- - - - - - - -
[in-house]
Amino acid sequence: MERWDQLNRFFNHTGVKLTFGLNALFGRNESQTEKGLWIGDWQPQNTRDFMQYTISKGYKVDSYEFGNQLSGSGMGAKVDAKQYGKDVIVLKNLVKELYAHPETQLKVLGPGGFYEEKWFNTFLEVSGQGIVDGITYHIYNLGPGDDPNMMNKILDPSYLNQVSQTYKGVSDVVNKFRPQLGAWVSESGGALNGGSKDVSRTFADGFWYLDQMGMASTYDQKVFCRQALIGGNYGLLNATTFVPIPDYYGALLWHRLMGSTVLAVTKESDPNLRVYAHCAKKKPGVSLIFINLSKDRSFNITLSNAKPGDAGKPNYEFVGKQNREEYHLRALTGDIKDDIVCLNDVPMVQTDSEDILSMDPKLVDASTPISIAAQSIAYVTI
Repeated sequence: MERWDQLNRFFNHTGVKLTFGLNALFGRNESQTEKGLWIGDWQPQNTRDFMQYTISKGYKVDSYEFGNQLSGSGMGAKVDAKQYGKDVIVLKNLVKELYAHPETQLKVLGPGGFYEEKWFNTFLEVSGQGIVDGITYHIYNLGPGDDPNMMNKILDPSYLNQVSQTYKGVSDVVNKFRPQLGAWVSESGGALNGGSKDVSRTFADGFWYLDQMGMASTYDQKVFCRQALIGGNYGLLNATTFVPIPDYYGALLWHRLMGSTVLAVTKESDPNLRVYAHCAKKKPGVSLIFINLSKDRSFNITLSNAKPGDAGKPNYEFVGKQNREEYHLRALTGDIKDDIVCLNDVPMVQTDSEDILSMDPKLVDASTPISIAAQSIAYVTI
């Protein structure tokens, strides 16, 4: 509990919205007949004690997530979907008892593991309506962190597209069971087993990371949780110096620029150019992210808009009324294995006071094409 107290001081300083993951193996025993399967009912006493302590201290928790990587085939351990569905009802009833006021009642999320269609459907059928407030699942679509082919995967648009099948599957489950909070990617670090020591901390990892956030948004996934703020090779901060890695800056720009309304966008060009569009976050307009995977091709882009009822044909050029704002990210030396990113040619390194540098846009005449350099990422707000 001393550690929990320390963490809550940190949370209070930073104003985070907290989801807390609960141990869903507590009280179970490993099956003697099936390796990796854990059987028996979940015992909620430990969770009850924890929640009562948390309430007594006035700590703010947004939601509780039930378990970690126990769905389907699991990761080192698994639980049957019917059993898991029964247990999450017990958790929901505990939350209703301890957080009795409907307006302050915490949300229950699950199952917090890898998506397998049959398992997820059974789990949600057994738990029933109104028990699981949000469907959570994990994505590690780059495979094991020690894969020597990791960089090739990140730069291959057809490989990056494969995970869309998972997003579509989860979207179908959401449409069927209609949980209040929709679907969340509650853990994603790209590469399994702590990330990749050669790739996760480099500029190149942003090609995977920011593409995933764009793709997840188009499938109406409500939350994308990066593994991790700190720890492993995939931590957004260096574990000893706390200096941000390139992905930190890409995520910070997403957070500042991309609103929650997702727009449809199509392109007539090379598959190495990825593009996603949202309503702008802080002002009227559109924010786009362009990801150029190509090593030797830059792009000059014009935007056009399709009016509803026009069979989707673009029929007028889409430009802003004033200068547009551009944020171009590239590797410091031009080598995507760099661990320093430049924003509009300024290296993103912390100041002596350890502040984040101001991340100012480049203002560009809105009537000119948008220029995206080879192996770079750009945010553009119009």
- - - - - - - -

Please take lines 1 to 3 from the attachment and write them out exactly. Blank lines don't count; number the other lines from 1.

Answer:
[in-house]
Amino acid sequence: MERWDQLNRFFNHTGVKLTFGLNALFGRNESQTEKGLWIGDWQPQNTRDFMQYTISKGYKVDSYEFGNQLSGSGMGAKVDAKQYGKDVIVLKNLVKELYAHPETQLKVLGPGGFYEEKWFNTFLEVSGQGIVDGITYHIYNLGPGDDPNMMNKILDPSYLNQVSQTYKGVSDVVNKFRPQLGAWVSESGGALNGGSKDVSRTFADGFWYLDQMGMASTYDQKVFCRQALIGGNYGLLNATTFVPIPDYYGALLWHRLMGSTVLAVTKESDPNLRVYAHCAKKKPGVSLIFINLSKDRSFNITLSNAKPGDAGKPNYEFVGKQNREEYHLRALTGDIKDDIVCLNDVPMVQTDSEDILSMDPKLVDASTPISIAAQSIAYVTI
Repeated sequence: MERWDQLNRFFNHTGVKLTFGLNALFGRNESQTEKGLWIGDWQPQNTRDFMQYTISKGYKVDSYEFGNQLSGSGMGAKVDAKQYGKDVIVLKNLVKELYAHPETQLKVLGPGGFYEEKWFNTFLEVSGQGIVDGITYHIYNLGPGDDPNMMNKILDPSYLNQVSQTYKGVSDVVNKFRPQLGAWVSESGGALNGGSKDVSRTFADGFWYLDQMGMASTYDQKVFCRQALIGGNYGLLNATTFVPIPDYYGALLWHRLMGSTVLAVTKESDPNLRVYAHCAKKKPGVSLIFINLSKDRSFNITLSNAKPGDAGKPNYEFVGKQNREEYHLRALTGDIKDDIVCLNDVPMVQTDSEDILSMDPKLVDASTPISIAAQSIAYVTI